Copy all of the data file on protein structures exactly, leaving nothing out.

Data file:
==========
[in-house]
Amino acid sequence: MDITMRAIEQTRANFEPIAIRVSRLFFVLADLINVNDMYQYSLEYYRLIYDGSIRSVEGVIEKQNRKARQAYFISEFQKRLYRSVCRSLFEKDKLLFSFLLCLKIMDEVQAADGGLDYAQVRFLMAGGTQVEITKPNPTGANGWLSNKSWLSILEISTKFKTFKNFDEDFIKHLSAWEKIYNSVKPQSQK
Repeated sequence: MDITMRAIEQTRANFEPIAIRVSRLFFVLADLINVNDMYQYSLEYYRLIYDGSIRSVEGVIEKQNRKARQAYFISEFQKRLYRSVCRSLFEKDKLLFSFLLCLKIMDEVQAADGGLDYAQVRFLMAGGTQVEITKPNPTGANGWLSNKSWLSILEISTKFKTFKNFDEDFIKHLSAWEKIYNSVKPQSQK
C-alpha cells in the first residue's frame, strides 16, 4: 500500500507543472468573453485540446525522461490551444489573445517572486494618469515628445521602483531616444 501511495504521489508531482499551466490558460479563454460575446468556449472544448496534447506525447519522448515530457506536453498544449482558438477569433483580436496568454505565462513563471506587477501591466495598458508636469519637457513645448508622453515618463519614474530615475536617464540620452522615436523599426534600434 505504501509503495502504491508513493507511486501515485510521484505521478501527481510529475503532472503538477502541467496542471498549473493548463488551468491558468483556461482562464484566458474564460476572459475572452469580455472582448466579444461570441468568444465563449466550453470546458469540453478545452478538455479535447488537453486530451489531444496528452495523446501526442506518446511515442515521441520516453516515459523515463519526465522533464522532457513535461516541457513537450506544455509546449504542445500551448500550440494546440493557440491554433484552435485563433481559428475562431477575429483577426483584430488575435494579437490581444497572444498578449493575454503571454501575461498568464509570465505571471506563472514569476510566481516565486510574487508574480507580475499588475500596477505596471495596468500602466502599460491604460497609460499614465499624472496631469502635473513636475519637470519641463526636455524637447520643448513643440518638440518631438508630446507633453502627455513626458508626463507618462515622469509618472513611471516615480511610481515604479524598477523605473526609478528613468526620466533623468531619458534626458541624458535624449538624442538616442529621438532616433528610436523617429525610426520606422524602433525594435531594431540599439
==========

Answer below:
[in-house]
Amino acid sequence: MDITMRAIEQTRANFEPIAIRVSRLFFVLADLINVNDMYQYSLEYYRLIYDGSIRSVEGVIEKQNRKARQAYFISEFQKRLYRSVCRSLFEKDKLLFSFLLCLKIMDEVQAADGGLDYAQVRFLMAGGTQVEITKPNPTGANGWLSNKSWLSILEISTKFKTFKNFDEDFIKHLSAWEKIYNSVKPQSQK
Repeated sequence: MDITMRAIEQTRANFEPIAIRVSRLFFVLADLINVNDMYQYSLEYYRLIYDGSIRSVEGVIEKQNRKARQAYFISEFQKRLYRSVCRSLFEKDKLLFSFLLCLKIMDEVQAADGGLDYAQVRFLMAGGTQVEITKPNPTGANGWLSNKSWLSILEISTKFKTFKNFDEDFIKHLSAWEKIYNSVKPQSQK
C-alpha cells in the first residue's frame, strides 16, 4: 500500500507543472468573453485540446525522461490551444489573445517572486494618469515628445521602483531616444 501511495504521489508531482499551466490558460479563454460575446468556449472544448496534447506525447519522448515530457506536453498544449482558438477569433483580436496568454505565462513563471506587477501591466495598458508636469519637457513645448508622453515618463519614474530615475536617464540620452522615436523599426534600434 505504501509503495502504491508513493507511486501515485510521484505521478501527481510529475503532472503538477502541467496542471498549473493548463488551468491558468483556461482562464484566458474564460476572459475572452469580455472582448466579444461570441468568444465563449466550453470546458469540453478545452478538455479535447488537453486530451489531444496528452495523446501526442506518446511515442515521441520516453516515459523515463519526465522533464522532457513535461516541457513537450506544455509546449504542445500551448500550440494546440493557440491554433484552435485563433481559428475562431477575429483577426483584430488575435494579437490581444497572444498578449493575454503571454501575461498568464509570465505571471506563472514569476510566481516565486510574487508574480507580475499588475500596477505596471495596468500602466502599460491604460497609460499614465499624472496631469502635473513636475519637470519641463526636455524637447520643448513643440518638440518631438508630446507633453502627455513626458508626463507618462515622469509618472513611471516615480511610481515604479524598477523605473526609478528613468526620466533623468531619458534626458541624458535624449538624442538616442529621438532616433528610436523617429525610426520606422524602433525594435531594431540599439